Although I bake a lot (and not just small almond meringue things), I was finding I wasn’t trying enough new things from my piles of cookbooks. So I joined the Daring Bakers. I’m sure many of you will have seen mention of them before, and a frequent commenter here (Y of lemonpi in Sydney) has often posted about her participation in the Daring Baker Challenges (and she has this time too!). Each month there’s a new challenge which remains secret until the end of the month. Then, around the world, crazy bakers post pictures, text, recipes.
Embracing the first challenge I could participate in, I set about making it on the first weekend after the Daring Bakers were told what to make. Oh hell. A full gateau. I’ve made all sorts of fiddly things, but never a layered bloody gateau! And so it was time to learn.
A ‘Filbert Gateau with Praline Buttercream’ was the order of the month. In this case filbert refers to hazelnuts (a common synonym for some USAmericans, I believe), although technically a filbert isn’t quite the same thing as the everyday hazelnut. And praline is nuts and hard caramel ground to a powder or paste.
The cake was not a simple affair, consisting of:
- three layers of firm hazelnut genoise (a type of sponge)
- each layer moistened with sugar syrup flavoured with rum
- between each sponge layer was a layer of buttercream flavoured with praline and Cointreau and a layer of whipped cream
- the external surfaces of the cake were coated with an apricot glaze
- a chocolate ganache was then poured over the cake and smoothed to encase the entire cake
- and finally, praline buttercream decoration with hazelnuts
And it took about nine hours to get it together. Thankfully, a lot of that was learning curve!
In each challenge there is a little latitude permitted for some elements. I halved the recipe, as I gain enough weight from my normal baking, and there are only so many people I can give cake to!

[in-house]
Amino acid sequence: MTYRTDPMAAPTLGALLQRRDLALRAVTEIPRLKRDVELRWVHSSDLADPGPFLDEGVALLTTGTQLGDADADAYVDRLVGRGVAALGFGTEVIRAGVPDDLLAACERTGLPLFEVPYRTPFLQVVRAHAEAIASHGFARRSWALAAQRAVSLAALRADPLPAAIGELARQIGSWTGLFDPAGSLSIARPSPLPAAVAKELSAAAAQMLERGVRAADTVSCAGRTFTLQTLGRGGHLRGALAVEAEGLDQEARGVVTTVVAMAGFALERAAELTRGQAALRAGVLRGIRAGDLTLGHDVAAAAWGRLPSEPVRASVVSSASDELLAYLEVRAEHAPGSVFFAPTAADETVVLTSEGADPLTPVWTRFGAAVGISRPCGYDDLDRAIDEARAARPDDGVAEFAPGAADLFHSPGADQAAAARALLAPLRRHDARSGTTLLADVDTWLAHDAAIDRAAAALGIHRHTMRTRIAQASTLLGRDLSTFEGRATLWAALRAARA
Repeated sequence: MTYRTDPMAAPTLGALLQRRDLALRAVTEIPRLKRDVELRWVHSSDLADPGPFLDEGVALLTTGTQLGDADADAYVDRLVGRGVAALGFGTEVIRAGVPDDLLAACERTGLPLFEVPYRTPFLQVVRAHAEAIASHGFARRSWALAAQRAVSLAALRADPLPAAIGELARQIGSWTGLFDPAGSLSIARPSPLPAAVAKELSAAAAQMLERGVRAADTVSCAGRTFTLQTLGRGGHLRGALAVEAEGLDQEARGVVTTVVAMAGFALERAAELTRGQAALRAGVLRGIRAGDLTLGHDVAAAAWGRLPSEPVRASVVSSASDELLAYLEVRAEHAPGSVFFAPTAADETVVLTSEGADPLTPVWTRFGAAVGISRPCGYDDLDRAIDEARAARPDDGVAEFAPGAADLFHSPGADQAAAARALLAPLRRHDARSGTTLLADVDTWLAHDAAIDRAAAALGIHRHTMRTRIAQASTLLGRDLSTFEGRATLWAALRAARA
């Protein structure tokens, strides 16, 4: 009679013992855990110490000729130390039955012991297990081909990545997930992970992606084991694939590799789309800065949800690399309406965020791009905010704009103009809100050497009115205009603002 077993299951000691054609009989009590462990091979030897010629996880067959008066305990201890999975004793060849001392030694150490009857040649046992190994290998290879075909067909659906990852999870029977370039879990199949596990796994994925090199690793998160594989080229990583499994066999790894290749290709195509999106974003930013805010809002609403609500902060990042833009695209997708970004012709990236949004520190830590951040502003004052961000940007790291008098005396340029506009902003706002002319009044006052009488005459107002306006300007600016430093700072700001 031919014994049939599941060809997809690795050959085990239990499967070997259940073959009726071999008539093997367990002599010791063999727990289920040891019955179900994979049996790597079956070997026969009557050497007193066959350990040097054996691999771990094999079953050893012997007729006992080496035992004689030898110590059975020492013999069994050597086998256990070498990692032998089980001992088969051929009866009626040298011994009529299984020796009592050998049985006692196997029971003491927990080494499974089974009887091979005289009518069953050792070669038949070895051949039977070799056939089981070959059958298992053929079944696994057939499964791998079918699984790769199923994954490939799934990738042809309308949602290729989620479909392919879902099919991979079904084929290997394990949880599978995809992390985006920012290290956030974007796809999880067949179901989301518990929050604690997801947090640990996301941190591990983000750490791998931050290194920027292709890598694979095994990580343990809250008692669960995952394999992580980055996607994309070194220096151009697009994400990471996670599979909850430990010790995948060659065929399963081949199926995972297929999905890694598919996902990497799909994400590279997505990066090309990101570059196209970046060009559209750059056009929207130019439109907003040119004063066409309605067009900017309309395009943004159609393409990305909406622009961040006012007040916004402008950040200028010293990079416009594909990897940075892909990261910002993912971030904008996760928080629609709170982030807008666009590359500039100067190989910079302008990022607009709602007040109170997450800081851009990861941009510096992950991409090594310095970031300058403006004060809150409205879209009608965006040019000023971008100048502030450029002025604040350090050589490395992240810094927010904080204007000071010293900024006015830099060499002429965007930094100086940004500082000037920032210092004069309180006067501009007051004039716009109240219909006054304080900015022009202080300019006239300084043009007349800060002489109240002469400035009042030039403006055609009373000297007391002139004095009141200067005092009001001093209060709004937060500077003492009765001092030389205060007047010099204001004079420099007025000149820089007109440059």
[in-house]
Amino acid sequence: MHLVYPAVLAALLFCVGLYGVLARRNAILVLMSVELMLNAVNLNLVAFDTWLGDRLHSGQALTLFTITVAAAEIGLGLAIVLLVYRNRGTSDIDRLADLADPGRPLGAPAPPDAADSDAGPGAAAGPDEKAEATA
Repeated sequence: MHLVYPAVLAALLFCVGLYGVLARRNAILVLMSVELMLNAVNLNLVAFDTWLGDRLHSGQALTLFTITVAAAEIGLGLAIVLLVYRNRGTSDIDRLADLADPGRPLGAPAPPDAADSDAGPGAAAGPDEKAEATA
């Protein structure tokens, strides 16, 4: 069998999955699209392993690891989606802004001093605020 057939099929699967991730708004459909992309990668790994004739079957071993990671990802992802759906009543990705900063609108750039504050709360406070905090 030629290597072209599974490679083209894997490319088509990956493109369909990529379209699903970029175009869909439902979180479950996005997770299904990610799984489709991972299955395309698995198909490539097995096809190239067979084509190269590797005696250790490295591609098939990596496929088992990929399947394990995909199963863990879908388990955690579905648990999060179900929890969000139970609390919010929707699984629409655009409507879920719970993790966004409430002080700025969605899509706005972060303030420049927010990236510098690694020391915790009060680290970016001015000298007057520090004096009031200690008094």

I’ve become a little sceptical about many of my American baking books in recent years, with many items coming out much too sweet for a non-American palate, so I decided to err on the side of caution in this case, omitting the buttercream from between the layers and instead just using it for the decoration. I mixed praline paste into the whipped cream, using this as the sole filling between the sponge layers. Funnily, the chocolate ganache was meant to be far from sweet, using chocolate with 70% cocoa solids. This looked like a disaster in richness to me, so I used a sweeter chocolate (about 60%). In fact, I think going sweeter would have worked even better.
The gateau came out pretty well for a first attempt at this sort of thing. My ganache wasn’t particularly neat, my piped buttercream looks horrendous, and choosing only to use flavoured whipped cream between the sponge layers meant the cake needed to rest about 48 hours before the best blending of flavours was achieved (because barely sweetened cream can be pretty flat). It was a great learning experience. I wouldn’t make this particular cake again, but wouldn’t hesitate to try other gateaux.